Jackson Wyoming just experienced one of the coldest and snowiest Aprils in the last 100 years. It all began with a precipitous drop in temperatures, following a high temperature of 62 degrees on April 8th, 2022, four days later, the high on April 12th was only 26 degrees. That broke the record for the minimum high temperature for that date, which was 33 degrees, set 48 years ago, in 1974.
How Cold Was April
The average high temperature in April 2022 in the Town of Jackson was 44 degrees, that is eight degrees colder than the long-term average. The average low temperature was 22 degrees, or two degrees cooler than average.
The mean temperature for April 2022, the average of the monthly high and low temperatures, was 33 degrees. That is five degrees colder than the long-term average mean temperature in April, which is 38 degrees.
Combing through Jackson’s climate records, going back to 1922, there were only six other Aprils that recorded a colder mean temperature, the coldest of those was 29 degrees, back in 1928. Based on monthly mean temperatures, April 2022 would rank as the 7th coldest April in the last 100 years.
How Snowy Was April
From the official climate data for Jackson, of all the Aprils with complete records, there have only been three other Aprils that were snowier than this one, and those happened over 50 years ago.
April 2022 had 16 inches of snowfall recorded at the Jackson Climate Station. That was just shy of the total snowfall in April 1970 of 17 inches and the 18 inches that fell in April 1963. This April was 8 inches short of the all-time April snowfall record in town of 24 inches, from April of 1967.
The average snowfall in town in April is 4 inches. Last year, April 2021, only had 1.5 inches of snowfall.
It’s also worth noting that this April’s 16 inches of snowfall bested January 2022’s total of 15 inches and was also more than the total snowfall received in February and March of 2022 combined, which was 13 inches.
How Wet Was April
Total precipitation in town this April was 1.95 inches, which is 171-percent of the long-term average April precipitation of 1.14 inches. April 2022 would rank as the 13th wettest April in the last 100 years. That is not exactly headline worthy, but this April was a big improvement over last April’s precipitation, which was a measly 0.37 inches in April 2021.
April 1963 is the wettest April in the weather record books for Jackson, with 2.66 inches of precipitation. Second place was just a few years ago in 2019 when Jackson had 2.48 inches of precipitation in April.
Jackson’s total precipitation in town from October 1st, 2021, through April 30th, 2022, now stands at 9.08 inches, which is just a skosh above the long-term average precipitation during that seven month time period.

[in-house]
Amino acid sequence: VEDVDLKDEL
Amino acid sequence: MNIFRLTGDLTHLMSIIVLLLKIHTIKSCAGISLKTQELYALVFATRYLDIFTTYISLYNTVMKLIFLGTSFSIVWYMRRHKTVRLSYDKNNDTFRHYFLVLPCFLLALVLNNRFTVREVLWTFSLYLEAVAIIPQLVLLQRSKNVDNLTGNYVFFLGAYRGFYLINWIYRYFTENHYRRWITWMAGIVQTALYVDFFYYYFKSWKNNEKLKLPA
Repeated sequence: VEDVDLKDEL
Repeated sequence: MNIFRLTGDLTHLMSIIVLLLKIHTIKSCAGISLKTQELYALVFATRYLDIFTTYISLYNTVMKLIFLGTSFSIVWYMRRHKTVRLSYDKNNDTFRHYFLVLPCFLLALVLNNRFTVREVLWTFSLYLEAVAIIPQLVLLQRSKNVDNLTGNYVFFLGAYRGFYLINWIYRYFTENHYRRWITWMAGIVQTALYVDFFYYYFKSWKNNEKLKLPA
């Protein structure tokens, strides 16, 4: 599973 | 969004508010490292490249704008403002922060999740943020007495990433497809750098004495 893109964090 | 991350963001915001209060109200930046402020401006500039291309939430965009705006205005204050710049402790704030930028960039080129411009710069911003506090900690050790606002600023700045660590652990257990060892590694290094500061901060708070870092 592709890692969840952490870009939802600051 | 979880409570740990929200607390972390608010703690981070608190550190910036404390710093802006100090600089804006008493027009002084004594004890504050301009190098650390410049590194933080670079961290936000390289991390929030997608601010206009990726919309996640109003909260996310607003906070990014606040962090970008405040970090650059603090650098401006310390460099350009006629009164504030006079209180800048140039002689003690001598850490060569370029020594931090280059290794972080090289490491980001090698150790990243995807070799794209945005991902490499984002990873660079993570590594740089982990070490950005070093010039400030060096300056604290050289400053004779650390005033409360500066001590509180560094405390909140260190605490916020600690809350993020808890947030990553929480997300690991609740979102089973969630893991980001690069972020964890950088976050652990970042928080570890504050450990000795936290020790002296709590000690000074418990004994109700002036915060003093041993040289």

Mountain Snow and Water
If you are a powder skier, April was what we were hoping for all of January, February and March. Yes, the mountains got dumped on this April, which helped bring the Snow Water Equivalent (SWE) in the Snake River Basin up to 92-percent of normal on April 30th, 2022. At this same time last year, the SWE in the Snake River Basin was only at 65-percent of average.
The water year in the mountains begins on October 1st and SWE is the best indicator of how much water is stored in the snowpack. Typically, the numbers peak at the end of April, when the mountain snowpack begins to melt in earnest.
SWE and precipitation numbers outlined here are based on the averages on April 30th for the latest 30-year period, from 1991-2020.
Overall, the total precipitation, snow and rain combined, in the Snake River Basin from October 1st, 2021, through April 30th, 2022, was 87-percent of normal. Last year the precipitation total for the same time period was at 80-percent of normal.
The Philips Bench SnoTel site on Teton Pass, at the 8200-foot elevation, averages 28.4 inches of precipitation from October 1st through April 30th. This year the total was 26.4 inches or two inches less than average. Last year on April 30th, 2021, the season’s precipitation total was almost only 24.5 inches or 4 inches below average.
The bottom-line here is, we’re still a little below normal with our snowpack and water in the mountains going into May, but we are certainly ahead of where we were last year at this same time, thanks to April’s bountiful snow.
Jim is the chief meteorologist at mountainweather.com and has been forecasting the weather in Jackson Hole and the Teton Range for over 30 years.
To say we had a sub-par winter this year, might be an understatement. It started late, finished early, and wasn’t as snowy as you may have become accustomed to, especially if you’ve been around Jackson Hole the last seven years or so.
Rarely though do a few words tell the whole story. So, I’ll review the data and break down all the details for the winter season of 2021-22, to see how this winter compared to past years here in Jackson Hole.
Less Town Snow
Total snowfall from December 1st, 2021 to April 1st, 2022 was 54 inches. According to data from the Town of Jackson Climate Station. That was about 7 inches shy of the long-term average for the four-month period of 61 inches, or 89-percent of normal snowfall.